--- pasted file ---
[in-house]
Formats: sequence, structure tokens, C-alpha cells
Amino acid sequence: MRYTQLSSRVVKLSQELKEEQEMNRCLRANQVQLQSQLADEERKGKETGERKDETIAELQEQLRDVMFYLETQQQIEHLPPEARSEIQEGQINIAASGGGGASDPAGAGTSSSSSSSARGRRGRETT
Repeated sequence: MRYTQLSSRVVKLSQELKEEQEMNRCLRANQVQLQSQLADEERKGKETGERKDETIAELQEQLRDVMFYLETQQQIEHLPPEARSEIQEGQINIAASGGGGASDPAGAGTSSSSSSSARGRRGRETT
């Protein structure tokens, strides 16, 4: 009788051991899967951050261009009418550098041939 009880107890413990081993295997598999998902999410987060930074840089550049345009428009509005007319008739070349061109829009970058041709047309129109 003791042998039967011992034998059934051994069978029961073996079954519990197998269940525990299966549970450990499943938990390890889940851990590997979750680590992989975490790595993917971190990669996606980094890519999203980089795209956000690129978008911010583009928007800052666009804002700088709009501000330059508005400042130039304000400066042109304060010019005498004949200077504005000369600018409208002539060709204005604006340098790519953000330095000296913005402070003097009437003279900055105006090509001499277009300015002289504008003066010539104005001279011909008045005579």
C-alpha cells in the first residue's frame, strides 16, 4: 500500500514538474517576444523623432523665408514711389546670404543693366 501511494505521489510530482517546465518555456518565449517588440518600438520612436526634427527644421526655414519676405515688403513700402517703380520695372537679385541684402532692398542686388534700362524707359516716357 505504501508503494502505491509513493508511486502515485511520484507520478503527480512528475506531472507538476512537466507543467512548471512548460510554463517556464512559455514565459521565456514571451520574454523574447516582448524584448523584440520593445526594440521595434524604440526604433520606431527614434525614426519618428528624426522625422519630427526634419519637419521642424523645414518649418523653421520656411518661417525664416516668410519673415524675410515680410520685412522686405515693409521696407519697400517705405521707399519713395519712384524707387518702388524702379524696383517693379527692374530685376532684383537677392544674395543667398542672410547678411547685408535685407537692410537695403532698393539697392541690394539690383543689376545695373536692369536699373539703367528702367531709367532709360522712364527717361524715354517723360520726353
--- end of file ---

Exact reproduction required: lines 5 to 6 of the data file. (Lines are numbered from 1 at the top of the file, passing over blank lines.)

């Protein structure tokens, strides 16, 4: 009788051991899967951050261009009418550098041939 009880107890413990081993295997598999998902999410987060930074840089550049345009428009509005007319008739070349061109829009970058041709047309129109 003791042998039967011992034998059934051994069978029961073996079954519990197998269940525990299966549970450990499943938990390890889940851990590997979750680590992989975490790595993917971190990669996606980094890519999203980089795209956000690129978008911010583009928007800052666009804002700088709009501000330059508005400042130039304000400066042109304060010019005498004949200077504005000369600018409208002539060709204005604006340098790519953000330095000296913005402070003097009437003279900055105006090509001499277009300015002289504008003066010539104005001279011909008045005579």
C-alpha cells in the first residue's frame, strides 16, 4: 500500500514538474517576444523623432523665408514711389546670404543693366 501511494505521489510530482517546465518555456518565449517588440518600438520612436526634427527644421526655414519676405515688403513700402517703380520695372537679385541684402532692398542686388534700362524707359516716357 505504501508503494502505491509513493508511486502515485511520484507520478503527480512528475506531472507538476512537466507543467512548471512548460510554463517556464512559455514565459521565456514571451520574454523574447516582448524584448523584440520593445526594440521595434524604440526604433520606431527614434525614426519618428528624426522625422519630427526634419519637419521642424523645414518649418523653421520656411518661417525664416516668410519673415524675410515680410520685412522686405515693409521696407519697400517705405521707399519713395519712384524707387518702388524702379524696383517693379527692374530685376532684383537677392544674395543667398542672410547678411547685408535685407537692410537695403532698393539697392541690394539690383543689376545695373536692369536699373539703367528702367531709367532709360522712364527717361524715354517723360520726353